The U.S. Senate on Thursday afternoon failed to move ahead on plans from each party to force an end to an almost five-week partial government shutdown, as neither side was able to muster the 60 votes needed to advance measures to fund the operations of agencies which lost funding back before Christmas, all but insuring that the shutdown would continue into the weekend and beyond.
"The least we could do is re-open our government," said Sen. Michael Bennet (D-CO), as he sparred with Sen. Ted Cruz (R-TX) on the floor over who was responsible for the shutdown.
"The President has been at the negotiating table, ready to talk and fix this," said Senate Majority Leader Mitch McConnell. "Democrats have made the opposite political calculation."
But McConnell was unable to rally enough support, as the Senate voted 50-47 - short of the 60 votes needed - to advance the President's immigration plan.
The Senate also failed to get 60 votes for a plan from Democrats, as the Senate voted 52-44 to proceed - but it received more votes than the President's alternative, as six Republicans broke ranks to back the plan, which would have extended funding for shuttered agencies through February 8.
The Senate votes - the first this year on the shutdown - came after GOP Senators met behind closed doors for over an hour with Vice President Mike Pence, as both parties tried to hold together in this shutdown fight.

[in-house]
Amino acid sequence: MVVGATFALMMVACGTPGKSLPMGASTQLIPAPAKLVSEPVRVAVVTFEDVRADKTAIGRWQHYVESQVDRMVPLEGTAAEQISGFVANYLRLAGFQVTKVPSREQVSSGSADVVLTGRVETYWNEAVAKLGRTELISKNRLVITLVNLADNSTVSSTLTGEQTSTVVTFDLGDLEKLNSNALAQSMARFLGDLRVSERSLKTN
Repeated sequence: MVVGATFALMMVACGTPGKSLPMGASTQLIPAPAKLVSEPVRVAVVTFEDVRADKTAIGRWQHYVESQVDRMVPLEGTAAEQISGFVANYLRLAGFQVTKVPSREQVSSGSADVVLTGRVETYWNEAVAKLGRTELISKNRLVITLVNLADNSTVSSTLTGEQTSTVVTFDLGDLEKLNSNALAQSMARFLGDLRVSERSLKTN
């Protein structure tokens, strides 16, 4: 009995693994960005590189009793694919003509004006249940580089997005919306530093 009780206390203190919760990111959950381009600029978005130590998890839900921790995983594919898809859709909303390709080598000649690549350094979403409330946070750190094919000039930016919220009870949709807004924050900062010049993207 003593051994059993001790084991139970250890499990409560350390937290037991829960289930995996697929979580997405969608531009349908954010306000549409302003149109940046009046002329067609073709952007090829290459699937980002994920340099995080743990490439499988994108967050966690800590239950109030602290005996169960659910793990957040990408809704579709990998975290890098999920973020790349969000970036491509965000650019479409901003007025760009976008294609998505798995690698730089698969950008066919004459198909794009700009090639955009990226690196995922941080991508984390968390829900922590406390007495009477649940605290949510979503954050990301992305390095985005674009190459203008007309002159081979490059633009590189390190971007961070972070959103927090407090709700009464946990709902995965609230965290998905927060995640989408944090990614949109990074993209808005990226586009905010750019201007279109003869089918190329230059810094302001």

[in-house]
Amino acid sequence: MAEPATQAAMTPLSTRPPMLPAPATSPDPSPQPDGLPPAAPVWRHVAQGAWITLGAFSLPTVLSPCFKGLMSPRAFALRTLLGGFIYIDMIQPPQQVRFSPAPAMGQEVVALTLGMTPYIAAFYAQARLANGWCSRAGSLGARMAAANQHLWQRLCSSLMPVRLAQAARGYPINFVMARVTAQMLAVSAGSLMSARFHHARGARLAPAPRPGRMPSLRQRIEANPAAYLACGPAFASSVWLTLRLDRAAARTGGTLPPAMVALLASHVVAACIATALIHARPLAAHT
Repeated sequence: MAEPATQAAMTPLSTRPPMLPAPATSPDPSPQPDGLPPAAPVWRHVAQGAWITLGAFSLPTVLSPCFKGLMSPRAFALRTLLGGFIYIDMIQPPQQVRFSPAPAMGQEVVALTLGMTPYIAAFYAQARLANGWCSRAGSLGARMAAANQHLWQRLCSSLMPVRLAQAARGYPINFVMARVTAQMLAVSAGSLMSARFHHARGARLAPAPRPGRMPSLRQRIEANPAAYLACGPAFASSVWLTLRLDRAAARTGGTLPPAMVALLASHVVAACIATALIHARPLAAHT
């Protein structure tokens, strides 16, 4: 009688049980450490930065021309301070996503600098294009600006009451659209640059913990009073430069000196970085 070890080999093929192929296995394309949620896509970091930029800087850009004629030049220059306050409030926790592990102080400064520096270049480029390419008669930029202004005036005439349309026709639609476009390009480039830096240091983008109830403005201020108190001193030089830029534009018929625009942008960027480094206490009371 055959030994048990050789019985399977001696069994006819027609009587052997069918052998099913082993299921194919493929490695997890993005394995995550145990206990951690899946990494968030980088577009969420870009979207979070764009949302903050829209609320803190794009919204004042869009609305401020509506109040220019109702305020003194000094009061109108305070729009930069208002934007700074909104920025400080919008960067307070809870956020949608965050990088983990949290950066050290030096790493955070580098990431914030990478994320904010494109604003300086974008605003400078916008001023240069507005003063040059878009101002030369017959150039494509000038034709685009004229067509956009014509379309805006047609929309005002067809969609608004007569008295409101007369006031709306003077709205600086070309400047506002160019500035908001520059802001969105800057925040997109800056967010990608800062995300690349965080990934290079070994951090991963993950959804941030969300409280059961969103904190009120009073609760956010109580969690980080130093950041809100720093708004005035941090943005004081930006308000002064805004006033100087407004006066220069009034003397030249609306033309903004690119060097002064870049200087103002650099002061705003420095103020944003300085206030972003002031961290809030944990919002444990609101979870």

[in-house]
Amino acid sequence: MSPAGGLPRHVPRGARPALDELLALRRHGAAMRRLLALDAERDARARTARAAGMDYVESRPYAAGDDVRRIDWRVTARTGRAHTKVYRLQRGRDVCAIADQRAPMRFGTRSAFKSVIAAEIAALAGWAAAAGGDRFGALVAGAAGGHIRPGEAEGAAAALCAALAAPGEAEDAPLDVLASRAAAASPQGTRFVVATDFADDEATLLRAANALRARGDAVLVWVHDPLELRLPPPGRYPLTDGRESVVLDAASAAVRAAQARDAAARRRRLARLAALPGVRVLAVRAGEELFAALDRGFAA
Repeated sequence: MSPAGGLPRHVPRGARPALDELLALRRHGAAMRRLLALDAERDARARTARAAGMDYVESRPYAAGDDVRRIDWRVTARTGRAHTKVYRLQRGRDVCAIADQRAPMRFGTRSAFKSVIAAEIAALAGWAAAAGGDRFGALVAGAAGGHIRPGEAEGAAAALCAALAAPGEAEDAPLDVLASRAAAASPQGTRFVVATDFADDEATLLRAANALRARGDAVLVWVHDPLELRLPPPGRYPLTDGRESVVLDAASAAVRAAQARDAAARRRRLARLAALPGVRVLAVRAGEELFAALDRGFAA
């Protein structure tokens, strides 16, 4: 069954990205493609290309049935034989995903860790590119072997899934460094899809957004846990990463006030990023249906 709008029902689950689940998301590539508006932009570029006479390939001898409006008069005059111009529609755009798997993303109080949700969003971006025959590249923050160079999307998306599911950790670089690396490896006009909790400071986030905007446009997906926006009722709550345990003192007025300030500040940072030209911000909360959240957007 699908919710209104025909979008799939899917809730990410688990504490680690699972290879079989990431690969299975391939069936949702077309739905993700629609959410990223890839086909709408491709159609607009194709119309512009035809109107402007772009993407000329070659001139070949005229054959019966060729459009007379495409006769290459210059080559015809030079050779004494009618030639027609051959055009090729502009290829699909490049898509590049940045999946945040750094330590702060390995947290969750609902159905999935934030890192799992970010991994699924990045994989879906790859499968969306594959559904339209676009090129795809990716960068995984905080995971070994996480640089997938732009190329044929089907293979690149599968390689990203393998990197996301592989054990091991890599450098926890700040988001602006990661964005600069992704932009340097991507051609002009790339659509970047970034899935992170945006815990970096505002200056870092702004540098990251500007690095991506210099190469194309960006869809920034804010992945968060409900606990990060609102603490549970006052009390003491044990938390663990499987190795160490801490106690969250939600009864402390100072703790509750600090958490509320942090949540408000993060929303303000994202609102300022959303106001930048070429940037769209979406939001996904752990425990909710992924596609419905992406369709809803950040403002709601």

"Shutdowns are always stupid, this is a particularly stupid one," said Sen. Rob Portman (R-OH), who urged President Trump to back a short-term funding measure to re-open the government, and allow for talks on border security - an idea that sounded much like the argument of Democrats.
But Portman refused to vote for the Democratic plan, as he chided his colleagues.
"We're talking past each other," the Ohio Republican told reporters.
As the Senate votes began, a group of House members marched from their side of the Capitol over to the Senate floor to watch the proceedings - but their presence did not alter the outcome.
What's next? Senators of both parties vowed to try to press ahead with their own negotiations, as the President entertained the idea of a three-week short term funding plan, to give lawmakers extra time to figure out a deal, as the White House said it wanted a 'down payment' on a border wall.
"We're talking," Senate Democratic Leader Schumer told reporters multiple times, as he left the office of the Majority Leader.
"We've got to figure out a path forward," said Sen. Joni Ernst (R-IA), part of a large bipartisan group which spoke on the Senate floor after the pair of votes. While many of them talked about compromise - it wasn't immediately clear where the middle ground might be.